I recently moved to Seattle from Fort Collins, Colorado. My decision to leave my car behind was influenced by several thoughts: I had come to terms with the fact that my 1992 Honda probably wouldn’t make the drive, having a car in the city might be a burden, and Seattle is known for its bike advocacy and friendliness. In my adventures traveling around the city, I have found a couple of resources that I find to be useful and thought I’d share them for those of you also new to Seattle and interested in getting around by foot/bicycle/public transportation.
Before moving here I had only visited once, and although I had heard plenty about the weather, I knew nothing about Seattle’s geography. I will admit that when I first came here, the realization that this city looked more like what I’ve heard of San Francisco made me question how Seattleites ever managed to ride bikes. Fort Collins is on the edge of the flat, agricultural, amber-waves-of-grain part of Colorado and is generally a place where it is a piece of cake to ride a bike.
I originally intended to bike to Volunteer Park on my first bicycle outing, however I bypassed that and went straight to Interlaken Park. Interlaken Park is a lazy winding road through a lush green forest, filled with ferns and covered in moss, and quite unlike any forest I’ve seen in Colorado. I was blown away and thus continued riding my way through, staring at the beautiful scenery and while it was a glorious downhill ride it was another story on the way back. So this is where I will make my first piece of advice, check out the route you are taking on Google Maps.
You certainly cannot avoid hills all together in this city, but you can try to take the route that is going to cause you more pain than its worth. When you plan out your route on Google Maps, it gives you elevation gain/loss so you can adequately prepare and you won’t be as surprised as I was. By toggling back and forth between the different route options you can chose the one with the difficulty level you are going for. Another useful feature for bike commuters is the ability to turn on a filter that shows you bike paths, streets that have bike lanes, streets that are bicycle friendly etc. All of these features make Google maps, the online version and app version, an excellent resource for people in Seattle who want to travel by bike.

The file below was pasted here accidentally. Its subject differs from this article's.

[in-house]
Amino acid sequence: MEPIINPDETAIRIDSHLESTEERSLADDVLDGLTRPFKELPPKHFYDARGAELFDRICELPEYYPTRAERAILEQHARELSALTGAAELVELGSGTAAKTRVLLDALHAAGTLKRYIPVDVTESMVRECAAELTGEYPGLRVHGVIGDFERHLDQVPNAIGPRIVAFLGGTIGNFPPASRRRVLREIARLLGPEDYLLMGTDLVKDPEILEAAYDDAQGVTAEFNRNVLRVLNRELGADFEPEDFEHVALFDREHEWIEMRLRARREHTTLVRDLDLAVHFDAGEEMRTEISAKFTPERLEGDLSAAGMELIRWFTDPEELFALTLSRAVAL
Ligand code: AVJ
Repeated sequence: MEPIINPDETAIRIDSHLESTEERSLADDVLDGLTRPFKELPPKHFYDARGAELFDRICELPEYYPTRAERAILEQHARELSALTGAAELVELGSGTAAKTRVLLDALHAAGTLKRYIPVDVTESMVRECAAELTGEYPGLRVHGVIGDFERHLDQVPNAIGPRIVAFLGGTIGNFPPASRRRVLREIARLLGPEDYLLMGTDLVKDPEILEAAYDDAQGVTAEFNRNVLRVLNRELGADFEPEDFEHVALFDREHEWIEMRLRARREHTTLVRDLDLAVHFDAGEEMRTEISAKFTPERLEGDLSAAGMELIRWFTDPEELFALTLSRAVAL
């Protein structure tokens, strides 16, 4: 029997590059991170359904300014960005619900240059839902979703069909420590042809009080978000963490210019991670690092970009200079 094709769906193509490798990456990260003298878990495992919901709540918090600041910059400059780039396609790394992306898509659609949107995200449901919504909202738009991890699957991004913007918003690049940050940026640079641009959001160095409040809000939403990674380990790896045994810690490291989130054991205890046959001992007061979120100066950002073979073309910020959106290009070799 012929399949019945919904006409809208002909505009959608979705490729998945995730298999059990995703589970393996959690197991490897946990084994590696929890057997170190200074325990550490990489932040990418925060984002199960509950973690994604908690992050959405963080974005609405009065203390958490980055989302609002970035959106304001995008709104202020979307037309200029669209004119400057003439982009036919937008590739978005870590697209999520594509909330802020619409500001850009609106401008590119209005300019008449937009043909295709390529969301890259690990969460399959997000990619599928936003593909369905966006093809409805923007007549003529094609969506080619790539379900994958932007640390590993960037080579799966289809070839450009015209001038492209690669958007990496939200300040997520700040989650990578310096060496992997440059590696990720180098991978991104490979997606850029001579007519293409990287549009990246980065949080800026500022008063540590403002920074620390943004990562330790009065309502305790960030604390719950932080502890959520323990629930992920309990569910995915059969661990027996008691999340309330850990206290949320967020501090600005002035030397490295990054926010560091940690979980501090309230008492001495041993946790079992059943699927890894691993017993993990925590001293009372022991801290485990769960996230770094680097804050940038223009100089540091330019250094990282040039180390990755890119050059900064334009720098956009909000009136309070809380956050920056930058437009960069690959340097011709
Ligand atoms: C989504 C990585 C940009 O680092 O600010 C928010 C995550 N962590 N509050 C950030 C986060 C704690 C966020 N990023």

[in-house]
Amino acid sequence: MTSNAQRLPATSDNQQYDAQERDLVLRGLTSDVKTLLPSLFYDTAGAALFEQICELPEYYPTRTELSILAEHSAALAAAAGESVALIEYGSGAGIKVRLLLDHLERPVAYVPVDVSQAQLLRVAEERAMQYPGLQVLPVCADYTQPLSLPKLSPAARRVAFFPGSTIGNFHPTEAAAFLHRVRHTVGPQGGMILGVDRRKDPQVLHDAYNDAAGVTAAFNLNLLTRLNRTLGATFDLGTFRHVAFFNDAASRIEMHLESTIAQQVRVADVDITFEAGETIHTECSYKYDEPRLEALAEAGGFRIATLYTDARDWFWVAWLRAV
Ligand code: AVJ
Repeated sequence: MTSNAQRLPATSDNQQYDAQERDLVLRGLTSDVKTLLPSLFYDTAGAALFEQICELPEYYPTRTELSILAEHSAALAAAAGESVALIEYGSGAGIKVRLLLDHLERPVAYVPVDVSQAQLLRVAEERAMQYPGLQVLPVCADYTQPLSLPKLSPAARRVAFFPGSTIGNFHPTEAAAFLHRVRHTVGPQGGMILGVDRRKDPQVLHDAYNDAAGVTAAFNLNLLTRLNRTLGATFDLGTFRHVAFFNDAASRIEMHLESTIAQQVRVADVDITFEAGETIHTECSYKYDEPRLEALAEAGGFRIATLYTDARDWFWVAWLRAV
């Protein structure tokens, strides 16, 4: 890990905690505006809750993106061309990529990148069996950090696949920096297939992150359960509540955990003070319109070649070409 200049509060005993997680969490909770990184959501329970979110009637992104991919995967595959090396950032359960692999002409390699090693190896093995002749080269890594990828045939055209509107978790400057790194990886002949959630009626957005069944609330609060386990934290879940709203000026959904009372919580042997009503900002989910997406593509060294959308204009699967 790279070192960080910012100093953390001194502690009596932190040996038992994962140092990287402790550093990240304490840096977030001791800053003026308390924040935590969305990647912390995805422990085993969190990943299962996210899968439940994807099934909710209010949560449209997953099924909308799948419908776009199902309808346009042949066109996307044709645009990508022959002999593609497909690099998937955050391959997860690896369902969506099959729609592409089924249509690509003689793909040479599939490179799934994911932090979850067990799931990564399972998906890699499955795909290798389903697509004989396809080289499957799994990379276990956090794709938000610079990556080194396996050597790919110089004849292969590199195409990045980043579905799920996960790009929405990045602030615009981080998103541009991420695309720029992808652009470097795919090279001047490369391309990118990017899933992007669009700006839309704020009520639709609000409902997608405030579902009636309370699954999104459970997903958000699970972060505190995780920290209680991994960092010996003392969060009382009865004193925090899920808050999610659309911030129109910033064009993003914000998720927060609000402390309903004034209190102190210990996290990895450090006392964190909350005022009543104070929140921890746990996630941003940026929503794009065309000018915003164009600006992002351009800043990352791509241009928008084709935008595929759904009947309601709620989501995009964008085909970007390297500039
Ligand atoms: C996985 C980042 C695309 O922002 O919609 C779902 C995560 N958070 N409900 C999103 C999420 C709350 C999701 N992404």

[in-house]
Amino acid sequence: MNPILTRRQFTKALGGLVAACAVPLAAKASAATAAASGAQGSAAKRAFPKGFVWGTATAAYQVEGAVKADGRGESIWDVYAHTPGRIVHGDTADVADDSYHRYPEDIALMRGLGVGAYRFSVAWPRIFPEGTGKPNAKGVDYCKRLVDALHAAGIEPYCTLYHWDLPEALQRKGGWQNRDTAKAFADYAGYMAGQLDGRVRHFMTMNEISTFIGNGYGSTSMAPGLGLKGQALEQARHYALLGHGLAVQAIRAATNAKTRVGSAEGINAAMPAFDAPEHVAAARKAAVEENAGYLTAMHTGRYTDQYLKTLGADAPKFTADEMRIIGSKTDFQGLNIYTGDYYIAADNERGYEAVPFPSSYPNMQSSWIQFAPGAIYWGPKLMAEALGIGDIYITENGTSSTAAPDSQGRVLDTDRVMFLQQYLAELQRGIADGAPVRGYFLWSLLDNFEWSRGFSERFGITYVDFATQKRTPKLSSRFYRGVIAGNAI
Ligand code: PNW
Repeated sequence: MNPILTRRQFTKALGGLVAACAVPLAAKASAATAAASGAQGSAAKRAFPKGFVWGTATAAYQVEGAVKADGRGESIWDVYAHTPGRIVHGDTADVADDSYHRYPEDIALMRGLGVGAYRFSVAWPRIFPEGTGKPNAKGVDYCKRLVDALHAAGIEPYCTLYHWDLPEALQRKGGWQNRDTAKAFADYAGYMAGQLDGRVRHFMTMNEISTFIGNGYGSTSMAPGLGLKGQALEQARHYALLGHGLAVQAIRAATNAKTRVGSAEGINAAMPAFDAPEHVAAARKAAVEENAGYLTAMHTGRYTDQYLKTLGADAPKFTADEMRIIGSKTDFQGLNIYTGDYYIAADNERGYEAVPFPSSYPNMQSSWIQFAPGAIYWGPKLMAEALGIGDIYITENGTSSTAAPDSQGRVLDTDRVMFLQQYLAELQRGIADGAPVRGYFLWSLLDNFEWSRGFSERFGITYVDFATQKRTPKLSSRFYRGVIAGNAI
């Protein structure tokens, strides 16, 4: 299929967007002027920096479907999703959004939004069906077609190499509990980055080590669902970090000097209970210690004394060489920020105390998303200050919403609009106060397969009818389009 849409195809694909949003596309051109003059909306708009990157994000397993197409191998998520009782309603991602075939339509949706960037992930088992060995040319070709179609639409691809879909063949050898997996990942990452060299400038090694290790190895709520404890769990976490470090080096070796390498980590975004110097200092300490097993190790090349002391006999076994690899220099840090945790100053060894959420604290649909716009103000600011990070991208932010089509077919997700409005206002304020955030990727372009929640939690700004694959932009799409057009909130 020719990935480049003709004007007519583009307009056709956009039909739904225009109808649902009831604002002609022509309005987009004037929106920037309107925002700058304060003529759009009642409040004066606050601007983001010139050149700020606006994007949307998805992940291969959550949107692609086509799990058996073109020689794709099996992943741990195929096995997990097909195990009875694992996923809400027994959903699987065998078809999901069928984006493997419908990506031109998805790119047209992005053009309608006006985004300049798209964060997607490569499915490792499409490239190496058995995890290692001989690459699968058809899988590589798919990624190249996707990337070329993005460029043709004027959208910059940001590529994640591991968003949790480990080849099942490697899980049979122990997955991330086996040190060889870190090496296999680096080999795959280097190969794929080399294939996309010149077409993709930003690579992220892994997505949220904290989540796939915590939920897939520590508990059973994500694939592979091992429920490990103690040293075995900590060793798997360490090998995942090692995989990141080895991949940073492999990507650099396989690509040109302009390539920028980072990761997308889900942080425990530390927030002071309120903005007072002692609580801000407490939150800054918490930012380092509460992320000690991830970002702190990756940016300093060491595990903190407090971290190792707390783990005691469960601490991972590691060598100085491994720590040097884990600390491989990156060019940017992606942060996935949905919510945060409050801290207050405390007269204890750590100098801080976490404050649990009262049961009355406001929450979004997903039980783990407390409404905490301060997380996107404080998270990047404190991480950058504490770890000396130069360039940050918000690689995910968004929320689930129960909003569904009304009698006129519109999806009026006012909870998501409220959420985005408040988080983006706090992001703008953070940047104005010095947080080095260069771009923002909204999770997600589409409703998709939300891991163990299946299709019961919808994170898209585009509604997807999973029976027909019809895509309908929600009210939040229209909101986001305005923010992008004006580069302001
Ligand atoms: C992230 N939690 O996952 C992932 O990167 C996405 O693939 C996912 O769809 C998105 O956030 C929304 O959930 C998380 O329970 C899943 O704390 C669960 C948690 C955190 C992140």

Along with google maps, there are a couple of other resources I’ve found helpful in navigating the city on bike. Community Transit is a great resource for getting around the city with no car, it basically has every bike path you wanted to know about! If you are a little more old school and prefer a map you can hold in your hand, you can request one from the Seattle Department of Transportation for free, in addition to viewing online.
I should note that at this time, I had not purchased a helmet and was riding very unsafely. It wasn’t until I read an article in a freely distributed publication called Bicycle Paper that I ran out and bought a helmet before I got on my bike even one more time. Besides the fact that there is actually a fine for riding with out a helmet, sharing the road with much larger and sturdier cars is dangerous. Helmets, reflectors, wearing reflective clothing, and lights (especially if riding at night) go a long way towards making you more visible to car drivers. Bells are also not a bad idea in the event you need to make your presence known to either another bicyclist or car driver. Personally I feel that the more informed people are about bikes, the safer bike riding will be and this includes using hand gestures to signal to everyone around you what your intentions are. You can brush up on all your hand traffic signals here on the City of Portland (our rival bike-friendly city) website.
Riding a bike around the city but it becomes much safer and less intimidating if you are prepared and know what you are doing.